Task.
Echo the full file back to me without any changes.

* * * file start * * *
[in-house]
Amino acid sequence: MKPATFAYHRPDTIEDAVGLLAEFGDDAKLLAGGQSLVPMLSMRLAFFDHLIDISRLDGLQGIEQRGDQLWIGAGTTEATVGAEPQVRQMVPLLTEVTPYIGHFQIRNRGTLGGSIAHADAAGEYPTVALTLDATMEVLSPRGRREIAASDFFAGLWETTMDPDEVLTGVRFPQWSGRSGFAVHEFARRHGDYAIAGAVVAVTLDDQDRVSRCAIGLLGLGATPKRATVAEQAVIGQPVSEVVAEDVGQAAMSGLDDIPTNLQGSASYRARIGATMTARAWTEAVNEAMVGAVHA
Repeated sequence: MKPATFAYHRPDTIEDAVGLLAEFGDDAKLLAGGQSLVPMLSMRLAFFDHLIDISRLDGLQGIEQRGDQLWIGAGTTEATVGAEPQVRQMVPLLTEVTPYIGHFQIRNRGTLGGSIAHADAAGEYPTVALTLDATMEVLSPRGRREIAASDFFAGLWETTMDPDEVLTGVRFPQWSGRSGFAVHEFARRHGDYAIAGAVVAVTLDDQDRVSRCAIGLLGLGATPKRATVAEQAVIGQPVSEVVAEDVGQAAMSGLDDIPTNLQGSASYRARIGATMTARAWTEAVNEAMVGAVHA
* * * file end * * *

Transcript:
[in-house]
Amino acid sequence: MKPATFAYHRPDTIEDAVGLLAEFGDDAKLLAGGQSLVPMLSMRLAFFDHLIDISRLDGLQGIEQRGDQLWIGAGTTEATVGAEPQVRQMVPLLTEVTPYIGHFQIRNRGTLGGSIAHADAAGEYPTVALTLDATMEVLSPRGRREIAASDFFAGLWETTMDPDEVLTGVRFPQWSGRSGFAVHEFARRHGDYAIAGAVVAVTLDDQDRVSRCAIGLLGLGATPKRATVAEQAVIGQPVSEVVAEDVGQAAMSGLDDIPTNLQGSASYRARIGATMTARAWTEAVNEAMVGAVHA
Repeated sequence: MKPATFAYHRPDTIEDAVGLLAEFGDDAKLLAGGQSLVPMLSMRLAFFDHLIDISRLDGLQGIEQRGDQLWIGAGTTEATVGAEPQVRQMVPLLTEVTPYIGHFQIRNRGTLGGSIAHADAAGEYPTVALTLDATMEVLSPRGRREIAASDFFAGLWETTMDPDEVLTGVRFPQWSGRSGFAVHEFARRHGDYAIAGAVVAVTLDDQDRVSRCAIGLLGLGATPKRATVAEQAVIGQPVSEVVAEDVGQAAMSGLDDIPTNLQGSASYRARIGATMTARAWTEAVNEAMVGAVHA